90 thousand and… something. 83 by my count, 539 by the NaNoWriMo word count. And while I did not finish the draft of the novel, I did come to the end of the first section, and a natural break. Call it Part One: A Coat of Green. M-M F, R (formerly C G) and their merry company will return in Part Two: A Staff of Ash. Added to the 12,000 words I wrote a month or two ago, it gets me past the 100,000 word draft I put on my list of Aspirations for 2008.
There are interesting things in it. Salveagable things. Possibly even some parts that with pruning and research could become a story. Aimee, if/when she gets to read it, has strict instructions to just indicate the parts she likes.
I want to celebrate but I think I would fall over. Maybe I will celebrate by sleeping in until 6am tomorrow. Or doing something with ink.
This was a rough sketch for a Christmas card but I left it too late to finish and have printed in time to send(*coughNaNoWriMocough*). The backup plan involves brayers and presses and using black ink which splashes everywhere when you wash it off the perspex. Especially if I am still wearing office clothes.
In writing, which subsumes… well, obviously not every waking moment, but a lot of them, I am over 81,000 words on the NaNoWriMo project. It is eventful if not cohesive. Bruce Gillespie of Steam Engine Times was very nice about the part of a story that I read at Conflux. I am also accumulating short story ideas to take further when November ends. There are werewolves and masks and ibises and alien anthropologists and archivists and librarians and time travel and tramyard fires and a city which was almost called Edenglassie (that part’s apparently true), and given that I am overdoing NaNoWriMo, working on art, going to life drawing classes, showing up at work, learning to do lino printing, going to the movies and practising writing with my left hand, I will not admit to writing more than the working titles, my favourite of which is about pineapples.
And yes, I know I haven’t done the reviews for last month yet. Two more days to get them done and still be within time!
Cross-posted from the blog for the 42nd Moleskine Exchange. To see larger images, click on the picture to go to its Flickr page and then click on “all sizes” above the image.
Here is my contribution to Chensio‘s moleskine (at last!). I ran with the idea of wind, because it certainly looked like a windy day on those first few pages. I swept the end of the circle of dancers up into the air, added a scattering of numbers blowing apart, a flowing scarf, autumn leaves, a flock of nannies (my favourite part :) and The Goose Girl (from the fairy tale), along with scraps of poems.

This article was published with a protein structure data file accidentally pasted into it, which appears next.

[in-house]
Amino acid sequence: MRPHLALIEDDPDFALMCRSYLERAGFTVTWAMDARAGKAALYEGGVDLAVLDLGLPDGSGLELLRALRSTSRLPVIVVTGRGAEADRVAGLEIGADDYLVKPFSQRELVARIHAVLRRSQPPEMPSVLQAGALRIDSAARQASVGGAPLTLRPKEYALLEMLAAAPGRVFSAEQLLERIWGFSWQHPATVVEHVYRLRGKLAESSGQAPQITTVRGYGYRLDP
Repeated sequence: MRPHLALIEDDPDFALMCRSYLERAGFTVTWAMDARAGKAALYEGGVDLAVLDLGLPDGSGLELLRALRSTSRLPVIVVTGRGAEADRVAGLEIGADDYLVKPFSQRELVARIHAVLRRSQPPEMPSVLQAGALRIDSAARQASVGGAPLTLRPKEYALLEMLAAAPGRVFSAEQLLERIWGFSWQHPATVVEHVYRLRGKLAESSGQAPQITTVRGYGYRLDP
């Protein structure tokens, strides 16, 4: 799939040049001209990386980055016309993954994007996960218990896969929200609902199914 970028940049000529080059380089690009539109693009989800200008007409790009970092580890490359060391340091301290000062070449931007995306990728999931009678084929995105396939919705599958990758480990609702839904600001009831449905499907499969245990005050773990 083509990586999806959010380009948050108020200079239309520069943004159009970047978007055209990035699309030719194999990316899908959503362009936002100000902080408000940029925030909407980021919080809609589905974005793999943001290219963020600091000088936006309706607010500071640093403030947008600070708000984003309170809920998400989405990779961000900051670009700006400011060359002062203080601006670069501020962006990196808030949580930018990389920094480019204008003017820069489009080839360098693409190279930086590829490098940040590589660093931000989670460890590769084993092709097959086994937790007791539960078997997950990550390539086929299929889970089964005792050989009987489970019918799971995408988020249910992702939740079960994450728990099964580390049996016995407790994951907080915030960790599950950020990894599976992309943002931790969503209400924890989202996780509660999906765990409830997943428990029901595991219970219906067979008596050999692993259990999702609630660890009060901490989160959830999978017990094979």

Here is a close-up of the nannies:
And here is a snippet from the all-in work on the back of the pages:
Another scratchboard illustration for this week’s Illustration Friday topic: Opinion. It is 5×7 cm (2×2.8 inches), scanned on my mother’s scanner (with which I have a fraught relationship) and coloured in Photoshop. It is a combination of two ideas: someone staying aloof in spite of the opinions of critics, and Kipling’s Cat (which walked by itself, and all places were alike to it).
Here is the black and white version:
And while I was drawing dogs, which is rare for me, I did a quick scratchboard illustration for I. R. Mcleod’s poem Lone Dog:
Average daily word count: 2,634
First word: Marion
50,000th word: could
Primary motivation: spreadsheet
Plot: let’s not talk about that
Reward: Acer Aspire One netbook
(Wordle can be seen larger at Wordle. Chart extracted from my Excel spreadsheet tracking goals, averages etc).
A lyrebird for this week’s Illustration Friday topic, “Pretend”. There are two types of lyrebird: the Superb (which has the more lyre-like tail feathers) and the Albert’s, which lives in Queensland and is the one I have seen in the wild when walking at Mt Tamborine. This is an Albert’s lyrebird drawn with markers. I like the way that, enlarged, it looks a bit like a bird on salt-glaze pottery.
They are astonishing imitators – really strikingly accurate (that’s an Albert’s above and a Superb below it). This is a link to David Attenborough’s by-now-pretty-famous footage of their imitations (on YouTube).
The fun thing about drawing them is they have this natural balance going on – more like an ornament than a bird. The design work is already done.
Just going for silhouettes and facial expressions here.
But it isn’t all lyrebirds! I usually go through a dozen or more designs in notebooks and on scrap paper, fall in love with some and discard most of my favourites because of time constraints and the need to sleep occasionally if I am going to finish NaNoWriMo (42,000/50,000 to date, so I probably don’t need to worry to much there yet). As a bonus – and because I know I’m not posting as often this month – here are two sketches that have been messed with in Photoshop.
I’d like her dress, except for the whole obvious ironing aspect, but the teapot shadow is creeping me out a little.
And doesn’t everyone sing into fans and pretend to be Judith Durham?